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New Mexico city rejects proposed abortion ban

Voters of Albuquerque, New Mexico, on Tuesday rejected a proposed ordinance [text, PDF] that would have banned all abortions after 20 weeks of pregnancy. In a 55 to 45 percent vote, the citizens voted against [unofficial results] allowing the proposed ordinance to become law. This referendum marked the first time [Reuters report] a city had ever been asked to vote on a proposed abortion ban. The vote was initiated by pro-life advocates who supported the ordinance. It was drafted based on the same highly contested medical research conducted by the group Doctors on Fetal Pain [advocacy website] that has served as the basis for 12 similar state regulations, which purports that fetuses can begin to feel pain at 20 weeks. While advocacy groups such as Planned Parenthood and the American Civil Liberties Union [advocacy websites] have called this a great victory [AP report], pro-life groups have vowed to continue using similar campaigns throughout the nation.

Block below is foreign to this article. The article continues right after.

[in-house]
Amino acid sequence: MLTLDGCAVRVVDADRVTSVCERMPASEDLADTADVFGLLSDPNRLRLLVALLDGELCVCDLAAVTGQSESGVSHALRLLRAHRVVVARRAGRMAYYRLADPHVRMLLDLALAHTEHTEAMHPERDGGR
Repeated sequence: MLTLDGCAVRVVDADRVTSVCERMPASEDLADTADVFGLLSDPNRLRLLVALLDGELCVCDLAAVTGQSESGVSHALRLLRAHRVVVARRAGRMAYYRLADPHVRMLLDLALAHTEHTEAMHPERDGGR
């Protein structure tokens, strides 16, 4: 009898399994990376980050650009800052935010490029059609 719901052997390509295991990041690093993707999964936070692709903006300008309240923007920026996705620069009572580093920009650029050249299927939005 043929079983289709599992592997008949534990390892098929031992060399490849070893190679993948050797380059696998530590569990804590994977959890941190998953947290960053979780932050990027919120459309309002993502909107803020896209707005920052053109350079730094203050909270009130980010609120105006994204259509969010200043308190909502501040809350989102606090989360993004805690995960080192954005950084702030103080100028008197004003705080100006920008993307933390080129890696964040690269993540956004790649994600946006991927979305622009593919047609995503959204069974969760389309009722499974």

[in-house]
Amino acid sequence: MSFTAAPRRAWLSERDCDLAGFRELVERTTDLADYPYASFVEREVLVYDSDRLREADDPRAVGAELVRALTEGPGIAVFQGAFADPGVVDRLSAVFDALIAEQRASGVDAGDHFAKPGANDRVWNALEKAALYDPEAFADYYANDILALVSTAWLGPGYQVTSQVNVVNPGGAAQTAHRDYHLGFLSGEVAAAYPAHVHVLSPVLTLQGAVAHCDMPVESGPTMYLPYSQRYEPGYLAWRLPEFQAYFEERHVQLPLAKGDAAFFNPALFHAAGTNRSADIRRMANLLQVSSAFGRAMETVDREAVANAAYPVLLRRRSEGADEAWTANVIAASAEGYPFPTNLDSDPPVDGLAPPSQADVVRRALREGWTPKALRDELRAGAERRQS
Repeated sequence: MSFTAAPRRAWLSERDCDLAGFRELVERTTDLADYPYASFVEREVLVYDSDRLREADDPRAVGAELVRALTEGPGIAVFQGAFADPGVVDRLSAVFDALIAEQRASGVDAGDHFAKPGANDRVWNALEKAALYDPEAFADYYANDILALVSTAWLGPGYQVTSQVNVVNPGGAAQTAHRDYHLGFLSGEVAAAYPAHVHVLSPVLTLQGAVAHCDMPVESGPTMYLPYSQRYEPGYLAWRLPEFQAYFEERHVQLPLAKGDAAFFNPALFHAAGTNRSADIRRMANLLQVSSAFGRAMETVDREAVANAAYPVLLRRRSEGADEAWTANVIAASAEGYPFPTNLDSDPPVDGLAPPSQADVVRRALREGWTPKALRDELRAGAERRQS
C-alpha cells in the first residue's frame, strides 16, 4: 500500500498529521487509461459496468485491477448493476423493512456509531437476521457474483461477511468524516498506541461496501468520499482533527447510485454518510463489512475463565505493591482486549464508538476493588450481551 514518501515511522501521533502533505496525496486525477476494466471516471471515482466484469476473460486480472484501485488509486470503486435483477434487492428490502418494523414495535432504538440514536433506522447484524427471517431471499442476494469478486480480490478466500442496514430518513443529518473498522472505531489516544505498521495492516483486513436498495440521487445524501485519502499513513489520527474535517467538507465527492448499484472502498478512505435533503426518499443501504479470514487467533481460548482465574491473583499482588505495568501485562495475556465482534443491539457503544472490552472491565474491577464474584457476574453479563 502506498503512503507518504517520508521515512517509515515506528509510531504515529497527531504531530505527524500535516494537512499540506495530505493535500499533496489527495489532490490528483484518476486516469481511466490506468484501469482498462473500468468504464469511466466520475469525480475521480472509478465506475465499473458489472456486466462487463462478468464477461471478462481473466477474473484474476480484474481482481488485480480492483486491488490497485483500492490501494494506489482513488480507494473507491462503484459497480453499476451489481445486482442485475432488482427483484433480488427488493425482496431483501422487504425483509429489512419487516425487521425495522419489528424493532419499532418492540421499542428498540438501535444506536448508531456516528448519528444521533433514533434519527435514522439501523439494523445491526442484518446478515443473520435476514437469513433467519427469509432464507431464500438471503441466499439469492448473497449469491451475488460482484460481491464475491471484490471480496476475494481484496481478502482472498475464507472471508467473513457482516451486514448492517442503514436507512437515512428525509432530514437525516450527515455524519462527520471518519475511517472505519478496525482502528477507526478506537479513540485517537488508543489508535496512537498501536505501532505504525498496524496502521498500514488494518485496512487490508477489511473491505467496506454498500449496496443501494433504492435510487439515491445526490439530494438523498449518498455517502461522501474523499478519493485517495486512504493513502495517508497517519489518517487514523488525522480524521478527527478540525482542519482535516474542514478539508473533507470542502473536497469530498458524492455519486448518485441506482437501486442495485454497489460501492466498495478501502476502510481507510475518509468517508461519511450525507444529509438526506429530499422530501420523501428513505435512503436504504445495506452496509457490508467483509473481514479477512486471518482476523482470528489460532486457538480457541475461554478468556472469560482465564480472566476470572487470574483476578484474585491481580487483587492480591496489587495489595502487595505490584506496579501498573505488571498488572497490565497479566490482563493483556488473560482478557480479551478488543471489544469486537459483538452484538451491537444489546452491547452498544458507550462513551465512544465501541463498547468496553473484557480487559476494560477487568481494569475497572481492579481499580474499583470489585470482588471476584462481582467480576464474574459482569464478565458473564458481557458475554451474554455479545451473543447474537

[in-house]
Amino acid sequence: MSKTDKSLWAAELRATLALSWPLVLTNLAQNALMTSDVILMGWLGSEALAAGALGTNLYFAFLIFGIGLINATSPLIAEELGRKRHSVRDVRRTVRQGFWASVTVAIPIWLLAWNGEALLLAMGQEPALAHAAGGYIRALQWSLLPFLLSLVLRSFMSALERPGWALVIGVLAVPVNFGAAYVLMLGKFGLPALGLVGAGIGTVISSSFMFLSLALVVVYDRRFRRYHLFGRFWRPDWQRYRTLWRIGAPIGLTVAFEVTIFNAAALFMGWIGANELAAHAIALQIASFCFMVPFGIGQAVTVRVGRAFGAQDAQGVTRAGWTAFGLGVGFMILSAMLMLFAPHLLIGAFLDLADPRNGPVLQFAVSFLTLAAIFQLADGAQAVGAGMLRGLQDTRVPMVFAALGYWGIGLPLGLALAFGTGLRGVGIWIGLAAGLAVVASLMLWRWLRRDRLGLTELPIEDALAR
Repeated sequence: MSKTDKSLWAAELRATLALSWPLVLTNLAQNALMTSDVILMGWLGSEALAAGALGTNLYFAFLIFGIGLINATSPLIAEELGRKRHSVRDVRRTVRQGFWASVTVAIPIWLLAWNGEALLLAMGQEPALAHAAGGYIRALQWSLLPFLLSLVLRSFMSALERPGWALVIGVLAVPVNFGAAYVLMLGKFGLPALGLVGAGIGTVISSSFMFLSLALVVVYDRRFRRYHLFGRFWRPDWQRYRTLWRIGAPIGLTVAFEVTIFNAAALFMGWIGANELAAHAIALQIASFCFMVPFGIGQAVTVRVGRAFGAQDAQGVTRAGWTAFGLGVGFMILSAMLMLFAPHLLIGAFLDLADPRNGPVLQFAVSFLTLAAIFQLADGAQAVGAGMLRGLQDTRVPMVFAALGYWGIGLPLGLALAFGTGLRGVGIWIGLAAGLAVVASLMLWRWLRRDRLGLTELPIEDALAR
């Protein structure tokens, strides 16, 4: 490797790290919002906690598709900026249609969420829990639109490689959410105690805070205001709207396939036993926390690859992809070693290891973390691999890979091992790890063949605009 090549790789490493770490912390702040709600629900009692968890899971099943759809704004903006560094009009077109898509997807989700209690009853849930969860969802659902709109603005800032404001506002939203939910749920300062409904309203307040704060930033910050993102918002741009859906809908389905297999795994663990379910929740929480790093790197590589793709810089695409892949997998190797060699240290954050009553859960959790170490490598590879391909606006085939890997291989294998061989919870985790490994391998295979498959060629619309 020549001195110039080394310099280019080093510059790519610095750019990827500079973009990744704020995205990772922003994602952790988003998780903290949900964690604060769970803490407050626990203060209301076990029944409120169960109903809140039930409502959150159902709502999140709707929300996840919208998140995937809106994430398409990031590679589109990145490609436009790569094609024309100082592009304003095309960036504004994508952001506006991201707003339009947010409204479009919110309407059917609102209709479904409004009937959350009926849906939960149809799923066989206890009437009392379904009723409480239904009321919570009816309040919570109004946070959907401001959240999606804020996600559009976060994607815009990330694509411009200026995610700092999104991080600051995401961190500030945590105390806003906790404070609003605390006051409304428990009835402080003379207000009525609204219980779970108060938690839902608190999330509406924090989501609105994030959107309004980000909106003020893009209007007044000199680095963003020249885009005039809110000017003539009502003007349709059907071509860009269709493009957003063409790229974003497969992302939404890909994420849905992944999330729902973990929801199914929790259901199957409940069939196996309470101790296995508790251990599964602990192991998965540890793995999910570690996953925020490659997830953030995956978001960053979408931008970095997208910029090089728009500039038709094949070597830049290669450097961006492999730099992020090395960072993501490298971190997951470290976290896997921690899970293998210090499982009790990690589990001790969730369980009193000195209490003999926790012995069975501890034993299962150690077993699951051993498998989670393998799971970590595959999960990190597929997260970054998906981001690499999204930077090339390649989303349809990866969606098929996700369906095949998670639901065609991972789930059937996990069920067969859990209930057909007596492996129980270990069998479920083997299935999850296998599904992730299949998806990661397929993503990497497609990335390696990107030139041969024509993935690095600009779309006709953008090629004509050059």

Reproductive rights [JURIST backgrounder] have also recently been a hot button issue at the national level in the US. On the same day that the Albuquerque results were announced, the US Supreme Court [official website] refused to strike down [JURIST report] a Texas abortion law [HB 2, text] that requires doctors to get admitting privileges at a nearby hospital before performing abortions in clinics. In August, the US Court of Appeals for the Ninth Circuit [official website] struck down [JURIST report] an Arizona law [HB 2800, PDF] that disqualified health care providers that perform abortions from receiving public funds. That same month, Planned Parenthood of Indiana and Kentucky (PPINK) [advocacy website] sued [JURIST report] the Indiana State Department of Health [official website] challenging a new regulation that defined facilities prescribing Mifepristone as abortion clinics and required them to meet regulatory requirements of surgical facilities, even if they did not perform surgical procedures. A similar bill was enacted [JURIST report] in Alabama in April and has since received criticism as a "back-door" attempt [JURIST op-ed] to circumvent a woman's right to abortion.

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